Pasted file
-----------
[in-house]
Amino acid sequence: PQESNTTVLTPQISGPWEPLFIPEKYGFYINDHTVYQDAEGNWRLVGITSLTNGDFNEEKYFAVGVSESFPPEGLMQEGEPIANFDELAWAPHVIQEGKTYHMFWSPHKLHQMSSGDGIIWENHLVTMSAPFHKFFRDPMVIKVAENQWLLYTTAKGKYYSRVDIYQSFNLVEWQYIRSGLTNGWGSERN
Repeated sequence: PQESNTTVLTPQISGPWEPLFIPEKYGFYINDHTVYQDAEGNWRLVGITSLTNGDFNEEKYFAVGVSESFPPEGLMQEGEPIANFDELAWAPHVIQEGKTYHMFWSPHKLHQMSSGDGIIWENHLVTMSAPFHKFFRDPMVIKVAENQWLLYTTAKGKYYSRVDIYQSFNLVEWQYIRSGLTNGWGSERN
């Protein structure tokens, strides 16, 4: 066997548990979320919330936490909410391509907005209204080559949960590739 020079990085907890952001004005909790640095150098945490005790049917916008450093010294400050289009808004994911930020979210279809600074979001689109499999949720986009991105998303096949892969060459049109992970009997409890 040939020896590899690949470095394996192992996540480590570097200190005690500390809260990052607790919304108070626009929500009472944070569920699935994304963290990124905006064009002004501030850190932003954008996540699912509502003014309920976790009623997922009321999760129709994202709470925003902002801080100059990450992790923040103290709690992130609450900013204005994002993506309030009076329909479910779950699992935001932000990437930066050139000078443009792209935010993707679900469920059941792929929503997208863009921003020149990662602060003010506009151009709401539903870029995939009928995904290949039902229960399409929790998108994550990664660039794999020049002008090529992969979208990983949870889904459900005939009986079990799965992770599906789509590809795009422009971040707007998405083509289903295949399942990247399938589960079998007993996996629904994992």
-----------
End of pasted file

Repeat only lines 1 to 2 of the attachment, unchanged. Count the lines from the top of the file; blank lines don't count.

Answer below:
[in-house]
Amino acid sequence: PQESNTTVLTPQISGPWEPLFIPEKYGFYINDHTVYQDAEGNWRLVGITSLTNGDFNEEKYFAVGVSESFPPEGLMQEGEPIANFDELAWAPHVIQEGKTYHMFWSPHKLHQMSSGDGIIWENHLVTMSAPFHKFFRDPMVIKVAENQWLLYTTAKGKYYSRVDIYQSFNLVEWQYIRSGLTNGWGSERN